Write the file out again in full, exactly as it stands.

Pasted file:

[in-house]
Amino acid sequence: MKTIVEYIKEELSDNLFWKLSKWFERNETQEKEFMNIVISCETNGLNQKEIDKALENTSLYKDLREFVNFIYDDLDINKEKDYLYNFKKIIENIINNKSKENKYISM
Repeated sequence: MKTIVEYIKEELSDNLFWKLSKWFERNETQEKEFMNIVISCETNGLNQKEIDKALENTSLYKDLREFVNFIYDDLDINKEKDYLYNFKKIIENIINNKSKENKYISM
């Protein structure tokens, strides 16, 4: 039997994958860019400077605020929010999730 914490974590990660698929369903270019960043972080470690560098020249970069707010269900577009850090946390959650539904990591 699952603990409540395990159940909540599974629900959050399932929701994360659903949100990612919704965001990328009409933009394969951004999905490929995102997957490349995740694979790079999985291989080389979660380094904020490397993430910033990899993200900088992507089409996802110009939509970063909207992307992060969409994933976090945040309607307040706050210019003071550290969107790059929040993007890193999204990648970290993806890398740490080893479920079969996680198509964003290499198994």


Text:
[in-house]
Amino acid sequence: MKTIVEYIKEELSDNLFWKLSKWFERNETQEKEFMNIVISCETNGLNQKEIDKALENTSLYKDLREFVNFIYDDLDINKEKDYLYNFKKIIENIINNKSKENKYISM
Repeated sequence: MKTIVEYIKEELSDNLFWKLSKWFERNETQEKEFMNIVISCETNGLNQKEIDKALENTSLYKDLREFVNFIYDDLDINKEKDYLYNFKKIIENIINNKSKENKYISM
């Protein structure tokens, strides 16, 4: 039997994958860019400077605020929010999730 914490974590990660698929369903270019960043972080470690560098020249970069707010269900577009850090946390959650539904990591 699952603990409540395990159940909540599974629900959050399932929701994360659903949100990612919704965001990328009409933009394969951004999905490929995102997957490349995740694979790079999985291989080389979660380094904020490397993430910033990899993200900088992507089409996802110009939509970063909207992307992060969409994933976090945040309607307040706050210019003071550290969107790059929040993007890193999204990648970290993806890398740490080893479920079969996680198509964003290499198994």